Note that neither the Daily Worker nor Gus Hall are common icons of the Right — but, weirdly, today’s conservatives, up to and including President Trump, continue to pay homage to their false definition of “McCarthyism.”

In 1945, Louis F. Budenz, a member of the National Committee of the Communist Party and managing editor of the Daily Worker, broke with communism, the party, and the Daily Worker and returned to the Catholic Church. With his store of knowlege and experience, he became an invaluable witness and guide to the communist movement, both open and underground. He also wrote five essential books about his life and our times. In his 1966 book, The Bolshevik Invasion of the West, Budenz went into the Communist origins of the campaign against the late McCarthy, who, by the way, was just 48 years old when he died in 1957.


The “battle against McCarthyism,” be it known, was concocted by the Communists and under their direction and guidance became completely dominant in American thinking and action. The “battle against McCarthyism” was originated in the March 1950 plenary or special session of the National Committee of the Communist Party.

That would be right after McCarthy and his “list” burst onto the national scene.

The birth of the “battle” is reported for the benefit of the comrades in the May, 1950 issue of Political Affairs [the Communist Party theoretical organ]. The “battle” was ordered to begin by Gus Hall, later a fugitive from justice, escaping to Mexico after being convicted of plotting for the overthrow of the American Government. In the March session of the Communist national committee, Hall opened the campaign against “McCarthyism” when he declared that “the McCarthys” must be put “into the un-American subversive garbage heap where they belong.” It was the orders of this Moscow agent and convicted proponent of the violent overthrow of the United States Government which helped eventually to rule American thought.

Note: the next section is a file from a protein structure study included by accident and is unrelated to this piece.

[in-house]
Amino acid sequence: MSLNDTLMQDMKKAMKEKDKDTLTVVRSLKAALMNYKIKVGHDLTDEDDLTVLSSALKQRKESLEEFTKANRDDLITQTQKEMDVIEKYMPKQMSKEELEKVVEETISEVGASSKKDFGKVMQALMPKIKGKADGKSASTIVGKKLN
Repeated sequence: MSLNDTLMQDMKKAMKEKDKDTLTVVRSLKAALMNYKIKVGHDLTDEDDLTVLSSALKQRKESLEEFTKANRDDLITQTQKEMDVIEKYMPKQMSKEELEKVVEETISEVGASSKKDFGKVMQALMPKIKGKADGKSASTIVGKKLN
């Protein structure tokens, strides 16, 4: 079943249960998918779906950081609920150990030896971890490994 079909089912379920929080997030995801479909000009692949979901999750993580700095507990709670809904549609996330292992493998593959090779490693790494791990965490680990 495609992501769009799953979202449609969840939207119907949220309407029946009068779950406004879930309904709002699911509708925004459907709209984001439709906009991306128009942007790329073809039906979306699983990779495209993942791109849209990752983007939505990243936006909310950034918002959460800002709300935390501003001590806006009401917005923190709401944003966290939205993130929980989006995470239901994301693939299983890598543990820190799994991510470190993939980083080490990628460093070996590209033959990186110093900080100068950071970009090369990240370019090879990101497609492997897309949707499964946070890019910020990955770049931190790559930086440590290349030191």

Including, alas, American conservative thought.

In a November 5, 1954 newspaper article, “Enter Sen. Joseph McCarthy; Moscow Decrees Rights Cry,” Budenz elaborated on what happened next:

During the three years from 1950 to 1953, I pored over hundreds of copies of the Daily Worker which fanned the flames of the attack on McCarthy.

From my experiences in the conspiracy, I realized in 1950 that the Reds’ organized hysteria against McCarthy and McCarthyism would soon pass easily into non-Communist opinion-forming organs.

In a comparitively short time after Gus Hall’s order, what the Communists ordered to be said about McCarthy was being repeated by outstanding public figures, certain leading newspapers, and television and radio commentators. The same “transmission belt” method which had led the United States to betray Poland, China and other countries was now working successfully to prevent this country from defending itself. 

A rare insight, which enlarges our understanding of all of these events.

Budenz continues:

Moscow officially threw fuel on the flames. In October, 1952, Joseph Stalin gave an important directive to his agents in non-Communist countries. He called upon the Communinsts in the “bourgeois” nations to raise higher the banner of “bourgeois civil liberties.” This call was dutifully published here in Political Affairs, the official Communist theoretical organ, and hailed as a momentous declaration.